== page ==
Yocum’s characters are solid creations and he writes well. Though there are times in the novel when people make really bad decisions that they should have known better than to make - an increasingly common and cheap plot device - I got hooked by the novel early on. It gets my recommendation.

Yocum has been an Edgar Awards finalist. After reading this book, I plan to check out his other novels. They are also set in my home state of Ohio, which is added incentive.

ISBN 978-1-63388-417-5

                                                                                  

Set in the small Ohio town of Yellow Springs, Not That I Could Tell by Jessica Strawser [St. Martin's Press; $26.99] is a mystery novel that reminds me of TV’s Desperate Housewives. One night, a group of neighborhood women enjoy an evening of conversation, revelations, drinking and more drinking sitting around a backyard fire put. The next day, one of the women and her two children have gone missing. The game is afoot.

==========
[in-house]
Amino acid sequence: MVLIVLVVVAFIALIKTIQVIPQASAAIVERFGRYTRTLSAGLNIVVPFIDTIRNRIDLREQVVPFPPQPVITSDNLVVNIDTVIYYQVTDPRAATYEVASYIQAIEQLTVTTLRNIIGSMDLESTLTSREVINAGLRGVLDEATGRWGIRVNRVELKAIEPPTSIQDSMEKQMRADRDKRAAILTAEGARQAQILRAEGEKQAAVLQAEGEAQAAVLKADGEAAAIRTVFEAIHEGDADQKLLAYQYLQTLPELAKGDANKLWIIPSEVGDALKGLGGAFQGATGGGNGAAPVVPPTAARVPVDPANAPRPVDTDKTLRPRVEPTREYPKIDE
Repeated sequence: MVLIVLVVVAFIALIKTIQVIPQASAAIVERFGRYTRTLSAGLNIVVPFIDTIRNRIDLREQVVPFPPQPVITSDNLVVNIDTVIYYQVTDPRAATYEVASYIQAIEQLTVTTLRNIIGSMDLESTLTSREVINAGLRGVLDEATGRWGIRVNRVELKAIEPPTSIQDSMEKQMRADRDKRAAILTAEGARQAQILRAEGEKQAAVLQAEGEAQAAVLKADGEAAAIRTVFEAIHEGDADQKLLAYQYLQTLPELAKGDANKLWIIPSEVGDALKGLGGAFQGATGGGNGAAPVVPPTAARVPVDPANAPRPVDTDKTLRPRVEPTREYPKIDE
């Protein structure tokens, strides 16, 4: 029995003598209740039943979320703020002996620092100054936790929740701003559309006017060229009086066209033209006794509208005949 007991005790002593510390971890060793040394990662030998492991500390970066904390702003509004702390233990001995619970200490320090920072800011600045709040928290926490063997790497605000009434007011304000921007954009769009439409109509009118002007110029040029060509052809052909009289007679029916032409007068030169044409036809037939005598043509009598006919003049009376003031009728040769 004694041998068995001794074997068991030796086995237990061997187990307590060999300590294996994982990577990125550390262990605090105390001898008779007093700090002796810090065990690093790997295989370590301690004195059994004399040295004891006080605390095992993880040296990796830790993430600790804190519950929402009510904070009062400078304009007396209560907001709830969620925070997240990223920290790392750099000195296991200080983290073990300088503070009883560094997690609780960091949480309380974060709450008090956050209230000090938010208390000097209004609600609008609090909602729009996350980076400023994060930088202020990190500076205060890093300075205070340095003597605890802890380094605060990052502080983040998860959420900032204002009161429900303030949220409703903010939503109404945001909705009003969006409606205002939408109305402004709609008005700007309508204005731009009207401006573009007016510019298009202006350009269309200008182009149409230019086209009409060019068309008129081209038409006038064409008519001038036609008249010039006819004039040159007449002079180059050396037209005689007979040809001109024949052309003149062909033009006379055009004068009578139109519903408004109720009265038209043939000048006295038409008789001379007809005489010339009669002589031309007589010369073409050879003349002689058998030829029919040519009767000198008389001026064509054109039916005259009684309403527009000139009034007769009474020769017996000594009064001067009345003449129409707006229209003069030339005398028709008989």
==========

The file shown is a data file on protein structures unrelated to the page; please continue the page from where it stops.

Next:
Suspicion immediately falls upon missing mom Kristin’s soon-to-be-ex-husband. Paul married her after her first husband and the father of her twins died. But he never adopted the twins and is suspected of having abused Kristin. When the police release the maybe/maybe not crime scene, Paul moves back into their house.

Happily-married Clara finds herself drawn into the investigation. A former editor, Clara is advising a neighbor’s child who wants to publish a neighborhood newsletter. When the kid wants to publish a conversation she overheard, one that casts further suspicion on Paul, Clara rules against it. The girl publishes it anyway and, all of a sudden, Clara is in the middle of the investigation as well. She and her children are also forced to take a “time out” from the  private school the kids had been attending.

Never-married Izzy, who produces a radio talk show and is a rather new arrival to the hood, finds herself getting involved with Paul. Izzy fled to Yellow Springs after her sister married the man Izzy was secretly in love with.

Police investigating a crime that might not have happened. Gossip steering the investigation and the lives entwined in it. The creepy soon-to-be-ex-husband. All these elements mix with the fascinating women characters and a keen understanding of "neighborhood politics" to deliver a slow but always intriguing story with several endings to satisfy its readers. I enjoyed this book and have already put in a request with my library for Strawser’s first novel.